Hypnosis for labour and birth

Hypnosis aims to help pregnant women replace fear and expectations of pain with the confidence that birth is safe, gentle and even comfortable.

What is it?

Hypnosis is a state of deep mental and physical relaxation. Practitioners believe it makes the mind more open to suggestions that can help change our beliefs and behaviours. Hypnosis designed to prepare women for labour – also known as HypnoBirthing - aims to give the pregnant woman confidence that birth is safe, gentle and even comfortable.

This type of hypnosis doesn’t involve a trance; instead, women use deep breathing, visualisation, and affirmations to stay relaxed and positive during labour.

How does hypnosis for labour work?

Hypnosis advocates believe that when a woman feels fear during childbirth, her body releases stress hormones that trigger the body's "fight or flight" response. This makes her muscles tighten up and can interfere with the birthing process. By training the subconscious mind to expect a safe, gentle birth, they say women can avoid going into the fight-or-flight state, allowing for a smoother labour and birth.

Supporters say some women respond to these hypnotic suggestions so well that they release natural "feel-good" hormones, such as endorphins and serotonin, while giving birth. This, they say, relaxes the mother's muscles and nervous system to the point that she feels less pain – or even no pain at all.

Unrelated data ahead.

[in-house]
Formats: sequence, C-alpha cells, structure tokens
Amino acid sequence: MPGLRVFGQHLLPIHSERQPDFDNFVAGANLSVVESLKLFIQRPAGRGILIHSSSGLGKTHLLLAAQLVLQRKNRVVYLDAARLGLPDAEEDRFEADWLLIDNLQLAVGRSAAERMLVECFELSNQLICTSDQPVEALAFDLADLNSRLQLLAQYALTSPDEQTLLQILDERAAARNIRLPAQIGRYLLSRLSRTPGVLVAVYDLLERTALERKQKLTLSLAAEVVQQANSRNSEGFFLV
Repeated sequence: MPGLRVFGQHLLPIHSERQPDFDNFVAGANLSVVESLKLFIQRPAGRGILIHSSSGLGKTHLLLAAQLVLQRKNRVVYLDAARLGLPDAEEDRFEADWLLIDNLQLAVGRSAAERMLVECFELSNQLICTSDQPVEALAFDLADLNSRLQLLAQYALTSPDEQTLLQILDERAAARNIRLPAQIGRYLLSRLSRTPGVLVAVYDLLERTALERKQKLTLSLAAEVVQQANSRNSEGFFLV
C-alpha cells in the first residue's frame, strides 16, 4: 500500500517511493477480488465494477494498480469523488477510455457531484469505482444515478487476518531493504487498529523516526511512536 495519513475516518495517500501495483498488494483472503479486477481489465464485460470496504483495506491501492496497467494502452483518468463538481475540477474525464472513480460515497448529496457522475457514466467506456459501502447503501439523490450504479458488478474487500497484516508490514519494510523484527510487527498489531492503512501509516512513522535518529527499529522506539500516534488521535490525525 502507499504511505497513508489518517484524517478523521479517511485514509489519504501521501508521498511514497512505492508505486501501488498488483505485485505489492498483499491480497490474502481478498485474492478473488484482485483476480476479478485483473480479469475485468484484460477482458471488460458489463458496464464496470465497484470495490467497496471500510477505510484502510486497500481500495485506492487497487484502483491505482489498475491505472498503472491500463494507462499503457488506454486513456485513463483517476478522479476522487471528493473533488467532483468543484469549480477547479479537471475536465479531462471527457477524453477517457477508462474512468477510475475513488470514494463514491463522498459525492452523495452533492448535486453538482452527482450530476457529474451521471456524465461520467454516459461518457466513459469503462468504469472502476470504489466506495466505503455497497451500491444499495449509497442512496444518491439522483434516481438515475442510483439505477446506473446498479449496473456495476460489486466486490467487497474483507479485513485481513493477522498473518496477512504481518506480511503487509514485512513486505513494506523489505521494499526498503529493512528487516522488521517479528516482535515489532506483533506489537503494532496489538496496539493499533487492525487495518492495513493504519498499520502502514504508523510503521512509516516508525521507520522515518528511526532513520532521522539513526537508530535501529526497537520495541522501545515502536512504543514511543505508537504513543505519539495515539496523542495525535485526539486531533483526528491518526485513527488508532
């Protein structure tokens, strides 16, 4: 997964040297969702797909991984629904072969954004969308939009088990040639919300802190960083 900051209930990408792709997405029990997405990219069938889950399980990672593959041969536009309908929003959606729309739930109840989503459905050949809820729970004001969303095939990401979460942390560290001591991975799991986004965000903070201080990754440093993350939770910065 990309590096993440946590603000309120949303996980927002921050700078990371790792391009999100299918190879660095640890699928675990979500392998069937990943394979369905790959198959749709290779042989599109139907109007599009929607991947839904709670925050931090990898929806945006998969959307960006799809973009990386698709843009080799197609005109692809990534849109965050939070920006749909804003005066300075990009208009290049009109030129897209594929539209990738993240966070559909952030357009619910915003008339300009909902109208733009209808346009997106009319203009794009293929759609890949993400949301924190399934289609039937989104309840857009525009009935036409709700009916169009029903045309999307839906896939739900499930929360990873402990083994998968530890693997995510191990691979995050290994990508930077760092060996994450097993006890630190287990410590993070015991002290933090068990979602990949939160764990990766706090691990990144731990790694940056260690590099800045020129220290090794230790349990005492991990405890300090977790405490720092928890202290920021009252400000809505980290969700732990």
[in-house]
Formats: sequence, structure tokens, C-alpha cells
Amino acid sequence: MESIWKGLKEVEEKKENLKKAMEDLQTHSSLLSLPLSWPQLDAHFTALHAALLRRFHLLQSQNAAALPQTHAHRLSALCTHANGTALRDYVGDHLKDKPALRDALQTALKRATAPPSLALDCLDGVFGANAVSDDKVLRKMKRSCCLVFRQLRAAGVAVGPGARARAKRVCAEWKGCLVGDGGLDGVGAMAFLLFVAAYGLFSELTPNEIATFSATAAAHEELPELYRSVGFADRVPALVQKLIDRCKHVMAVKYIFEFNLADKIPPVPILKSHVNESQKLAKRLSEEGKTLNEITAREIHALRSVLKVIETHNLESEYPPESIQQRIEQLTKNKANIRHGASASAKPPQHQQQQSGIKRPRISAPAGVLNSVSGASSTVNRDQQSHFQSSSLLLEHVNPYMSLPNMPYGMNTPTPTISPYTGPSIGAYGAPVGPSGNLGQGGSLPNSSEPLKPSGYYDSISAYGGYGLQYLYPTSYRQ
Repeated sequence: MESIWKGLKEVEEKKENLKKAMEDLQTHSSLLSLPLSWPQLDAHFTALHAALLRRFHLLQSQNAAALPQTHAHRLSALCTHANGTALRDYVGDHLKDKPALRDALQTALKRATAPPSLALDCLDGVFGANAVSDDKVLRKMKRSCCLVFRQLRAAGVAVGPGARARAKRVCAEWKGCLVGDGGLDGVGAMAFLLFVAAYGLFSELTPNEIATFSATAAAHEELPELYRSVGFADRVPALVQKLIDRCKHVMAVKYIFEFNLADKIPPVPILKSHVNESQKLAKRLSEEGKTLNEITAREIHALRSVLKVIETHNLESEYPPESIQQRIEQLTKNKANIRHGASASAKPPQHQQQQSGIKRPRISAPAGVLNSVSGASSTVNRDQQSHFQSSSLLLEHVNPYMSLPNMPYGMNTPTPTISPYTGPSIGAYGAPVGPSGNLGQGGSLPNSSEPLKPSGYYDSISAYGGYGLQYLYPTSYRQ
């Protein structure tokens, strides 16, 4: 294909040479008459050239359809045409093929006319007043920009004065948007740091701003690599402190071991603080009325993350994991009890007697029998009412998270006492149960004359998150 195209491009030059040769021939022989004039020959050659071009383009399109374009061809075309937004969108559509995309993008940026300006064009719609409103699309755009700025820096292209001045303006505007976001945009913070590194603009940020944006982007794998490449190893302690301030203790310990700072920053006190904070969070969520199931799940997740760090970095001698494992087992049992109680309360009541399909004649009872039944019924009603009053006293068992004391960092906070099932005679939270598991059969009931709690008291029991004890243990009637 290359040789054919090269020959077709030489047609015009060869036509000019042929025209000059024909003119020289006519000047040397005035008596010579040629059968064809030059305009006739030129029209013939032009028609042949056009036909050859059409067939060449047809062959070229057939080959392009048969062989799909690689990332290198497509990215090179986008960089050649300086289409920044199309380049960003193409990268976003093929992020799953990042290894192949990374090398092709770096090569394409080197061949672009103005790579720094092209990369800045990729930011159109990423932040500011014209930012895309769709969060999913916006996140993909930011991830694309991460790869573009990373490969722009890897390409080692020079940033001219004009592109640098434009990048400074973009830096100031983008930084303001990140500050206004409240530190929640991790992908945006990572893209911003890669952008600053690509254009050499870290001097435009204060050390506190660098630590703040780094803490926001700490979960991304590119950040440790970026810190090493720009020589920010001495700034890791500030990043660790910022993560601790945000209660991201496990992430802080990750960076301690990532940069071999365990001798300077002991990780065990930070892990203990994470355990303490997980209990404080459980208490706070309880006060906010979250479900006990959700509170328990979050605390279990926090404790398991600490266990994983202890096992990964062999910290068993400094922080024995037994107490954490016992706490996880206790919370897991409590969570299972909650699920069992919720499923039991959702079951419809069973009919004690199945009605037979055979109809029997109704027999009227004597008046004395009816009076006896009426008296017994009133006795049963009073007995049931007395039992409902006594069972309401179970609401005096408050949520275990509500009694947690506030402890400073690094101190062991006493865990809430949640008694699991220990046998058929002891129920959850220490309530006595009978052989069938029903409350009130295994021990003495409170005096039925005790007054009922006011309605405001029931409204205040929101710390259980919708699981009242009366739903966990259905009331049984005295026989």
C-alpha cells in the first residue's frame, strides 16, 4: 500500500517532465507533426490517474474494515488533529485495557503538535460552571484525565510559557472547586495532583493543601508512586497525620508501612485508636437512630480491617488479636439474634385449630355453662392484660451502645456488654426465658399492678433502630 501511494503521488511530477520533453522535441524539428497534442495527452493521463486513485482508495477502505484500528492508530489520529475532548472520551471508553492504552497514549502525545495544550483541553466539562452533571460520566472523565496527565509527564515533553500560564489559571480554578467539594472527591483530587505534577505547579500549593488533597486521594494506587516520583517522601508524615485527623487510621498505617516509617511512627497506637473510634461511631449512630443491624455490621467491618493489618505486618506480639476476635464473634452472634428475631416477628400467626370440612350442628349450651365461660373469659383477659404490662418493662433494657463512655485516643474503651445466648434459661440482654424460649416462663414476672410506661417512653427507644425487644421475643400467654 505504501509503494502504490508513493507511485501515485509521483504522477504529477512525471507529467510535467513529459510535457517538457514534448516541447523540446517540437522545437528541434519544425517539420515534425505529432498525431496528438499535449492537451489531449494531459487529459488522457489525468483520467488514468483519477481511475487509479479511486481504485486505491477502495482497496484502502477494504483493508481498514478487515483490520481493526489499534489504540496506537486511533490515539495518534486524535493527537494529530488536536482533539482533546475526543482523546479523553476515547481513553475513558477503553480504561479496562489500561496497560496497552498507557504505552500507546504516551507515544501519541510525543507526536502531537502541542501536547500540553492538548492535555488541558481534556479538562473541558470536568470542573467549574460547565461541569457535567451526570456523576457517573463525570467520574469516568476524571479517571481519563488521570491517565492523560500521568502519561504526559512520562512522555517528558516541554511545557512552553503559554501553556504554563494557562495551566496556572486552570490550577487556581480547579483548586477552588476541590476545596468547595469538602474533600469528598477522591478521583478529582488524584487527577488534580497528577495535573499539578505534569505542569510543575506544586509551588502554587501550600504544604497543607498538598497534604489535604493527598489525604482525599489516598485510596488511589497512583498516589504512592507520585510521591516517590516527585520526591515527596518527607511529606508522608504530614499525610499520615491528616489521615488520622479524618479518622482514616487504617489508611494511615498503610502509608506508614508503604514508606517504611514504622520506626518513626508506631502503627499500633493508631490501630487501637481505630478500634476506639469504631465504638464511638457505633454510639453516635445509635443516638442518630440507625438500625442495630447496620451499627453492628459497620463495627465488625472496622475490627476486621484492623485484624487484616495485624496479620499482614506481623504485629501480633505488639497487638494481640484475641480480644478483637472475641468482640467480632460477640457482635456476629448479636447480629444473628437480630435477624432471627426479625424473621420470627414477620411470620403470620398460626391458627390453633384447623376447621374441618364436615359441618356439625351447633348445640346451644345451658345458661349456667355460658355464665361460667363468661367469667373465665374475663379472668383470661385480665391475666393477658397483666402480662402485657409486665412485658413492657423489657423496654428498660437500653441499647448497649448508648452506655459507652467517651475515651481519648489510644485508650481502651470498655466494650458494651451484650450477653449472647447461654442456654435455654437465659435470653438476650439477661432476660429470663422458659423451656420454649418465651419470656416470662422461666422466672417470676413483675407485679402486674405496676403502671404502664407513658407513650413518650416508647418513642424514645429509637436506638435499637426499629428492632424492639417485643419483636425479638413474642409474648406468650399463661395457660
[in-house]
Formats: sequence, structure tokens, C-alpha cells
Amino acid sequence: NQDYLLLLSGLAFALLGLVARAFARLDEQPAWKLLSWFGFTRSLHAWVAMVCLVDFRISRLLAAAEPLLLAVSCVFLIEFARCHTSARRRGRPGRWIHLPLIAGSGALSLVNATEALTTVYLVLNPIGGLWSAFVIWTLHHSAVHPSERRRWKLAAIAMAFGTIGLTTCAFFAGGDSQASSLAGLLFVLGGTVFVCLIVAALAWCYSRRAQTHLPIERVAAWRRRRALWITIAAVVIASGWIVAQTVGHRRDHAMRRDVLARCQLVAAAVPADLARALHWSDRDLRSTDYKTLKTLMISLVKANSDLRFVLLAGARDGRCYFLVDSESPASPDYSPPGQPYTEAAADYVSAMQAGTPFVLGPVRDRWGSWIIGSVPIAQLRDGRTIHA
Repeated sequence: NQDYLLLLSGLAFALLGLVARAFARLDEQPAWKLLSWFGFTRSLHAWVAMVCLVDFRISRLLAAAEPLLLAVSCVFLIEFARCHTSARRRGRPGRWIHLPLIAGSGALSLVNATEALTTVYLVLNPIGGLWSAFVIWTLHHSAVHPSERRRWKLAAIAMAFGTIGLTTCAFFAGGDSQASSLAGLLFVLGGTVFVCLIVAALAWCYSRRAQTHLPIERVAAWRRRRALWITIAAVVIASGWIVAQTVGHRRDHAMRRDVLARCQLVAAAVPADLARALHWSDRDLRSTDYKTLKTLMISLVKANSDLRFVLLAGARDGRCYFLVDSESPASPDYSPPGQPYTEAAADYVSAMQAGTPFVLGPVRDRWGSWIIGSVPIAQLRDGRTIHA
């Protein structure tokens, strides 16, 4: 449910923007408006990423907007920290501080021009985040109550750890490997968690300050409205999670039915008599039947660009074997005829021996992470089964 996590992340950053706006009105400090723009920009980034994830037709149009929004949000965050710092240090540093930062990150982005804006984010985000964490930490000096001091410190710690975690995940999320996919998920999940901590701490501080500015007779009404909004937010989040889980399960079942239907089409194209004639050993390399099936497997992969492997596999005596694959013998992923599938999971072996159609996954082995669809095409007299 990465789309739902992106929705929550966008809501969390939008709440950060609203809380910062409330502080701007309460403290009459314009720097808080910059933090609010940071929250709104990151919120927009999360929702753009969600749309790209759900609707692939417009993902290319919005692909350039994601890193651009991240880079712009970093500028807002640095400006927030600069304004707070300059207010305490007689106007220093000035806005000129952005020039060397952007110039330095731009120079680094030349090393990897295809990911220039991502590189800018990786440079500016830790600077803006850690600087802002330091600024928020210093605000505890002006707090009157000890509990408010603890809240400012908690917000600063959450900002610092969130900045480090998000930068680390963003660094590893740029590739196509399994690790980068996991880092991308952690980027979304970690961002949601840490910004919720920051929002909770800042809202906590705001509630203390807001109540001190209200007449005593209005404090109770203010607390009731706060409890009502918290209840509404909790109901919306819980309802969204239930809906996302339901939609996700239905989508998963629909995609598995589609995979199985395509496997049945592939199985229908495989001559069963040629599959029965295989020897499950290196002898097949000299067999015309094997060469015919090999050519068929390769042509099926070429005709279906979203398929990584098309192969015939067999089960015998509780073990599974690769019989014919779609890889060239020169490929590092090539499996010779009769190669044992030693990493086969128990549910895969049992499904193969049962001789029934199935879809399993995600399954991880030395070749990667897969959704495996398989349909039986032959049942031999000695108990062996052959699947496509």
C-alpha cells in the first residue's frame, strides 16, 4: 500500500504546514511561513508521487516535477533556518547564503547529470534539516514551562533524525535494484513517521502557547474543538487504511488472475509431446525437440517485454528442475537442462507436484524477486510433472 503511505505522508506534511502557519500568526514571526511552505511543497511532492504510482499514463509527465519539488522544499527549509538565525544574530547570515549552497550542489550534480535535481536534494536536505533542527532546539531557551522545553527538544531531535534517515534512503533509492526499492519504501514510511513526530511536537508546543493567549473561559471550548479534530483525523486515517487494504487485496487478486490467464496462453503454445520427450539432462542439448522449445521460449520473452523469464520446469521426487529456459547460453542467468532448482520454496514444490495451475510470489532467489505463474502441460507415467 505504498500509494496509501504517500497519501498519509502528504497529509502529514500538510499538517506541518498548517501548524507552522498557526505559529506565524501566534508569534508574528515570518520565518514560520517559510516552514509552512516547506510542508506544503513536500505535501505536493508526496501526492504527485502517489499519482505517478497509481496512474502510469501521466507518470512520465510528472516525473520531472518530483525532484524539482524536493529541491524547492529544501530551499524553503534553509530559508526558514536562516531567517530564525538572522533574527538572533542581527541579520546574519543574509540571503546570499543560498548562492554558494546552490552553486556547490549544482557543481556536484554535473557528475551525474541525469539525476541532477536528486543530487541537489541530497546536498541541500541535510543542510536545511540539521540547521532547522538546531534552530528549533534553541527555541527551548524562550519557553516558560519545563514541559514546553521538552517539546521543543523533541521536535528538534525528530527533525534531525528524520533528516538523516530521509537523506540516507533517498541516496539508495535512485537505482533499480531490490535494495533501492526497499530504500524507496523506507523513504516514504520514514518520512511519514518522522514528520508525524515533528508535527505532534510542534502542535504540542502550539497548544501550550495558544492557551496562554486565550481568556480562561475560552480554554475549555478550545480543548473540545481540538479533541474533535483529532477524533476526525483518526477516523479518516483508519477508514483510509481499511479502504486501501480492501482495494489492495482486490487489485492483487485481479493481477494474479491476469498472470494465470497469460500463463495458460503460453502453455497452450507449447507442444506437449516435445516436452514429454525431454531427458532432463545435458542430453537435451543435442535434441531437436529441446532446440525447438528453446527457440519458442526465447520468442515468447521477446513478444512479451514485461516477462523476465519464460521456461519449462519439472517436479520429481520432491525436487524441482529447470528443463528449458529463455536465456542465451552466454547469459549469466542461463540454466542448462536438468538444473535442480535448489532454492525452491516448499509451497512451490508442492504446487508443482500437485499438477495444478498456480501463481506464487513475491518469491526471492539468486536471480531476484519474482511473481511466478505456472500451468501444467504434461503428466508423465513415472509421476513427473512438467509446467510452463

The idea that hypnosis might ease labour by helping women avoid the fight-or-flight state hasn't been verified in studies. However, experts agree that this makes sense based on our understanding of how the body works.

Will hypnosis for labour work for me?

Therapies like hypnosis are difficult to evaluate in a scientific study. However, several initial studies have reported that mothers who used hypnosis during labour needed less pain relief medication and rated their pain as less severe.

What are the disadvantages?

Learning self-hypnosis takes time and usually money. Usually, birthing hypnosis involves attending a series of classes, then practicing the techniques at home, or buying a book or CD to teach yourself.

Many women who try self-hypnosis for childbirth hope to avoid pain medications or medical interventions, so it's also possible you'll feel disappointed if you end up asking for further pain relief or needing an intervention.

Is there anyone who can't use hypnosis during labour?

Virtually anyone can use self-hypnosis; the only real requirement is being willing to listen to the suggestions and practice the techniques you learn.